The First International Conference on Human Rights in Southeast Asia organized by the Southeast Asian Human Rights Scholars’ Network (SEAHRN) was successfully conducted on 14 and 15 October 2010. The Conference opened with a keynote address delivered by Dr Surin Pitsuwan. Dr Surin spoke of how human rights were at different stages of evolution in the region. In ASEAN many countries still see the individual in the context of the community and thus individual human rights as a concept has yet to be fully embraced. However with the governments of ASEAN signing the ASEAN Charter which calls for the promotion and protection of human rights, we are now moving ahead.
To quote Dr Surin; “Those who toy with the rhetoric of human rights and democracy will have to live up to the standards of human rights and democracy in the end – it is just a question of how long it will take”
If ASEAN is to embrace with conviction human rights then it is up to the people and civil society, to push the aspirations found in the ASEAN Charter in order to speed up the evolutionary process.
The first plenary panel entitled “Southeast Asia and Human Rights” consisted of Vitit Muntarbhon, Carlos Medina and Azmi Sharom. Professor Vitit gave a comprehensive overview on human rights in the region, pointing out the progress made and the areas where development is still required in eight criteria; institutional mechanism, laws, policies, practices, resources, monitoring, education and empowerment. He closed with a statement that despite the complaint that ASEAN and the newly formed ASEAN Intergovernmental Commission on Human Rights (AICHR) lack teeth, it has to be remembered that it still has “lips” and thus can still voice out human rights concerns and in this way push the agenda forward.
Carlos Medina discussed the processes in ASEAN through which human rights is developed. He gave a historical perspective on how human rights was put into the ASEAN agenda by activists using the ASEAN organizational structure and he closed with the point that working within and outside of the ASEAN system can bring about good results and thus ought to continue. Azmi Sharom called for an ASEAN human rights treaty which can then oblige national governments to ensure that human rights concerns are absorbed into domestic law.
The second plenary session was held in the morning of the 15th and was entitled”Sexuality and Human Rights”. King Oey and Danton Remoto presented papers about the situation in Indonesia and the Philippines respectively. While the Gay Lesbian Bisexual and Transgendered (GLBT) community in Indonesia is facing sometimes violent opposition mainly from the extremist Islamic groups; in the Philippines progress has been made with the creation of the Ang Ladlad party which means that for the first time anywhere there is a political party specifically created to campaign for and stand on the platform of GLBT rights. George Hwang spoke of inserting GLBT rights in Singapore through the method of Corporate Social Responsibility and Khartini Slamah made an impassioned plea for the need to protect the right of the GLBT community to be true to themselves.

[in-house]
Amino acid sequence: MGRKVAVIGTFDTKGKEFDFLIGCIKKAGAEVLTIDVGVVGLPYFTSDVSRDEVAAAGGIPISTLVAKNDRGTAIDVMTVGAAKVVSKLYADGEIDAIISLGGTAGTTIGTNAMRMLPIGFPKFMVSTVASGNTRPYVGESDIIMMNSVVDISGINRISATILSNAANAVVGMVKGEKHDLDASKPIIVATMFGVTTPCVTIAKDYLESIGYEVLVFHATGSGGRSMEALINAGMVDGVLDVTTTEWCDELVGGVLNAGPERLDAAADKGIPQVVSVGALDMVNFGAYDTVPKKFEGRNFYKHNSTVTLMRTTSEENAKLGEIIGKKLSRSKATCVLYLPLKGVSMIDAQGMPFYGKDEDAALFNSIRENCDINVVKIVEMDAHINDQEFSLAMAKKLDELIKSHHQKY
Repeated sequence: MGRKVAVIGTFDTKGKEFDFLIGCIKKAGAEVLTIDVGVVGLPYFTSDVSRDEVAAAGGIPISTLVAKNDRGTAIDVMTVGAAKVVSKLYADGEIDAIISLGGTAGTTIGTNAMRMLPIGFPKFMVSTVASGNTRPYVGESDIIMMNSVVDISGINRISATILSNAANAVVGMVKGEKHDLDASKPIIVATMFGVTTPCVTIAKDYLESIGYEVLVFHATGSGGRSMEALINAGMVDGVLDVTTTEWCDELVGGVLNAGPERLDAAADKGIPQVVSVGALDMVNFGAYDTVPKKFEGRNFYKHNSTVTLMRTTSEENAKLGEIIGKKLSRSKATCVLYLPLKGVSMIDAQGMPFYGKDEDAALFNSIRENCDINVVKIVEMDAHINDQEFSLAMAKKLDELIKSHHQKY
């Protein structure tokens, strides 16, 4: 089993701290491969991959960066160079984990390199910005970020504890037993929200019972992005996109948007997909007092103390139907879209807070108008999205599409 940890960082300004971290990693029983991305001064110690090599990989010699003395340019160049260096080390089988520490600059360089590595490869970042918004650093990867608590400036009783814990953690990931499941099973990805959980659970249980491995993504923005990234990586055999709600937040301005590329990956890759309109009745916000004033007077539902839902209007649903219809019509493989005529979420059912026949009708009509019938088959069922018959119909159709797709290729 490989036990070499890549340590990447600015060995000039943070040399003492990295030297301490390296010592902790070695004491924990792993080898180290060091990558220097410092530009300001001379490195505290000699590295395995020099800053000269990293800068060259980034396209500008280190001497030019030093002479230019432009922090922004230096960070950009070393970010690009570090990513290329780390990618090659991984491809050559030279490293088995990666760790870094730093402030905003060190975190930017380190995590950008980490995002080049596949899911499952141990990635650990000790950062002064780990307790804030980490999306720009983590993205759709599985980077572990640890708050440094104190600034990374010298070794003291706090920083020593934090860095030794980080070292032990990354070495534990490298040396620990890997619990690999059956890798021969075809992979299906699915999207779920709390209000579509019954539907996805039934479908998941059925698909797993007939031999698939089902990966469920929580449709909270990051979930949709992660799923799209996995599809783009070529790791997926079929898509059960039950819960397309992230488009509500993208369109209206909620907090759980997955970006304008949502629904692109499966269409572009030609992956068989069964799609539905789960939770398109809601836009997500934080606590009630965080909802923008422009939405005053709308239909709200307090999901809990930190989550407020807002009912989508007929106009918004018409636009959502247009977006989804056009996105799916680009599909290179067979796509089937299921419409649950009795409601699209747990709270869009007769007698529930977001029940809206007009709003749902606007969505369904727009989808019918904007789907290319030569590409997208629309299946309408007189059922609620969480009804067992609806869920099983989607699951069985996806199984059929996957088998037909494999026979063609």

The concurrent sessions have been very interesting, wide ranging and well attended. There were four parallel sessions, each with seven concurrent panels. The topics covered included human rights in the context of armed conflict and self determination; religion; indigenous peoples; women; marginalized and vulnerable communities; rule of law; state violence; economics; environment; education; media and more.
The Conference closed with a keynote address by Mary Shanthi Dairiam who gave a speech picking up from themes raised by Dr Surin and challenging certain concepts. She reiterated that the universality of human rights is an international norm and in some cases international customs and to think that ASEAN can develop at its own pace without taking into consideration the international community’s collective responsibility to human rights is a fallacy. She also challenged the distinction between group and individual rights, pointing out that although rights may be formally recognized for groups, it is individuals who will claim them. Finally, the idea that the denial of human rights is a passive act is wrong for in denying someone their rights one is indeed actively protecting someone else, namely the perpetrator of the rights violation.
Shanthi closed by looking forward as to what needs to be done in this region. ASEAN has to move beyond mere promotion of human rights into the active protecting of human rights for without protection, promotion is unsustainable. Thematic studies ought to be conducted in order to establish indicators of good human rights practices against which the nations of ASEAN can be judged. There has to be proactive measures to make the ASEAN mechanism meaningful in the implementation of human rights ideals otherwise the evolution of human rights in the region will simply be not good enough.
It is important that a conference like this is held as the state of human rights in the region is diverse and embryonic. This conference provided a forum where intellectual foundations for the development of human rights in ASEAN can be developed and refined. It was also a setting where academia could mingle with civil society with each learning from the other. The three hundred and fifty participants have made this Conference a lively and successful one.